[W]hen the divergence of the sexes becomes obvious to the most careless observer, the complicated apparatus peculiar to the female enters upon a condition of functional activity. * * * The growth of this peculiar and marvelous apparatus, in the perfect development of which humanity has so large an interest, occurs during the few years of a girl’s education life. No such extraordinary task calling for such rapid expenditure of force, building up such a delicate and extensive mechanism with the organism,—a house within a house an engine within an engine,—is imposed upon the male physique at the same epoque. The organization of the male grows steadily, gradually, and equally, from birth to maturity. The importance of having our methods of female education recognize this peculiar demand for growth, and of so adjusting themselves to it, as to allow a sufficient opportunity for the healthy development of the ovaries and their accessory organs and for the establishment of their periodical functions cannot be overestimated.
Clarke went on at great length to instruct his readers that the three great systems of the human body must function on a limited bundle of energy and bodily fluids, that when one is overtaxed or expending fluids the others will wither, that when the female reproductive system is maturing, and later in adulthood when it exercises its “periodical functions,” women must use the other two systems in limited ways in order to accommodate the extensive energy expended by their reproductive systems. It, therefore, was clear that the daily rigors of a male education system were inappropriate for women of child bearing age. Indeed, if women learned and studied like men, he argued, they were likely to become sterile, or to get sick and die. And yes, he spun many tales of such events actually occurring in his little book.
Almost immediately after Clarke’s book was released and became a hot seller, Julia Ward Howe edited an anthology of essays responding to Sex in Education. She, an author, abolitionist, and well known suffragist, had extended the 1873 offer to Clarke to speak at the Woman’s Club of Boston and was not pleased by the content of his lecture. Her own essay graced the pages of the book she edited. Surprisingly, much of her retort did not differ significantly from Clarke’s theories.
I have known of repeated instances of incurable diseases and even of death arising from rides on horseback taken at the critical period. I have known fatal pulmonary consumption to arise from exposure of the feet in silk stockings, at winter parties. Every matron knows and relates these sad facts to the young girls of her charge. They are sometimes heeded, oftener not. Nothing in our knowledge of youth would lead us to consider them as a rare occurrence. And yet Dr. Clarke attributes most failures of the function and its concomitant, maternity, to the school education received by our girls.
In short, physical activity might not be appropriate for women while menstruating, but more proof was needed before Howe was prepared to believe that exercising mental acuity had the same negative effects on women’s reproductive capacities as physical activities.
Howe’s notions, like Clarke’s, were widely accepted in both their time and the following decades. Whether because of concerns about the “survival of the race” among middle and upper class whites, the felt need to protect white women’s reproductive capacities, honestly felt beliefs that science—then widely viewed as the potential savior of mankind—correctly described the operation of our physiological systems, a desire to protect the educational, professional, and cultural prerogatives of men, or some other cultural factors, there was general agreement among many women and men that their bodies were zero sum games, that overtaxing one system endangered another, that the task of protecting women was quite a different undertaking than that of protecting men. For such believers it often was a truism that it was better to educate women in a different institution and in a different way.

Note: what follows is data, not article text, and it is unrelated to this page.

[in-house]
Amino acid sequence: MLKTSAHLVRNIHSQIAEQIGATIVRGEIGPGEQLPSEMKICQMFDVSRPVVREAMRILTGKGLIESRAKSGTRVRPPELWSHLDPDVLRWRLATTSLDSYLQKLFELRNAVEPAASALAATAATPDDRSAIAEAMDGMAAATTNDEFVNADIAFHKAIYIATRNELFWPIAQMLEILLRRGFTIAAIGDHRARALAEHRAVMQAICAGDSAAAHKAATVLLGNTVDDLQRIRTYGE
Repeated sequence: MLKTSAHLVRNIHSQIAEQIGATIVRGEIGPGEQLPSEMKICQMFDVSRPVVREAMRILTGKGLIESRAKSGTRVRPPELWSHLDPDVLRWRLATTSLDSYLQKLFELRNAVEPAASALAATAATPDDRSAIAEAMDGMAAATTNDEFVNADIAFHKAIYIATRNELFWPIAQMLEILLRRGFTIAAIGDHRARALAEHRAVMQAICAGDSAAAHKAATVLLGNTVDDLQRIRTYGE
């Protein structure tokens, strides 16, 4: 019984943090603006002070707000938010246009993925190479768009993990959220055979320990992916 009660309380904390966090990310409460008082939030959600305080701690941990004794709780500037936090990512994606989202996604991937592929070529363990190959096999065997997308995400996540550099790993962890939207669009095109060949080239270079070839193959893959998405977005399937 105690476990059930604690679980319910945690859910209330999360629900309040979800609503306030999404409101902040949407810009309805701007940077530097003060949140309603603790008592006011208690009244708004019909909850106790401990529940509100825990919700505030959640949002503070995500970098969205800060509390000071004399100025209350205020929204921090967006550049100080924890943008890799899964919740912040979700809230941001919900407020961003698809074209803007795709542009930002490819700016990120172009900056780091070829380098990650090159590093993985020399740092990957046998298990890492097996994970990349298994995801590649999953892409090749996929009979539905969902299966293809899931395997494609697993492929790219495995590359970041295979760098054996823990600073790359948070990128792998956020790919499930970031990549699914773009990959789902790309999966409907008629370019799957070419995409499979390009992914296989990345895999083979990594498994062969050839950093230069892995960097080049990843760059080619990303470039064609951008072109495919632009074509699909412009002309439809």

Since much of Clarke’s rhetoric must seem outlandish to modern sensibilities, I can’t leave you with the impression that such attitudes about the capacities of women and men quickly fell by the wayside during the decades before and after the turn of the twentieth century. Though always disputed, his views continued to have significant influence for quite some time. One of many important examples is the Brandeis Brief filed in Muller v. Oregon—a challenge to the Constitutionality of an hours limitation law for women and children.
The Brandeis Brief marshaled an array of social science data rather than standard legal arguments to support the Oregon hours law. It actually was assembled by Josephine Goldmark, Brandeis’ sister-in-law, and Florence Kelley—both very well known Progressive Era reformers active with the National Consumers League. Goldmark and Kelley, and Brandeis of course as a counsel of record, had a bit of a legal conundrum to resolve. Lochner v. New York, which invalidated a New York statute limiting the hours of male bakers on Freedom of Contract gounds, was decided in 1905. Muller was added to the Court’s document just two Court terms later. The Justices had to be convinced that hours legislation protecting Oregon’s women and children was in a different category from the similar rules in New York about male bakers. Focusing on the physiological differences between men and women was the obvious strategy. While the brief filed by the Oregon Attorney General’s Office was a traditionally composed document, the Brandeis Brief had virtually no legal argument in its 113 pages—only about two pages worth. One of the short argumentative passages graced the opening page of a section on “The dangers of Long hours.” It read: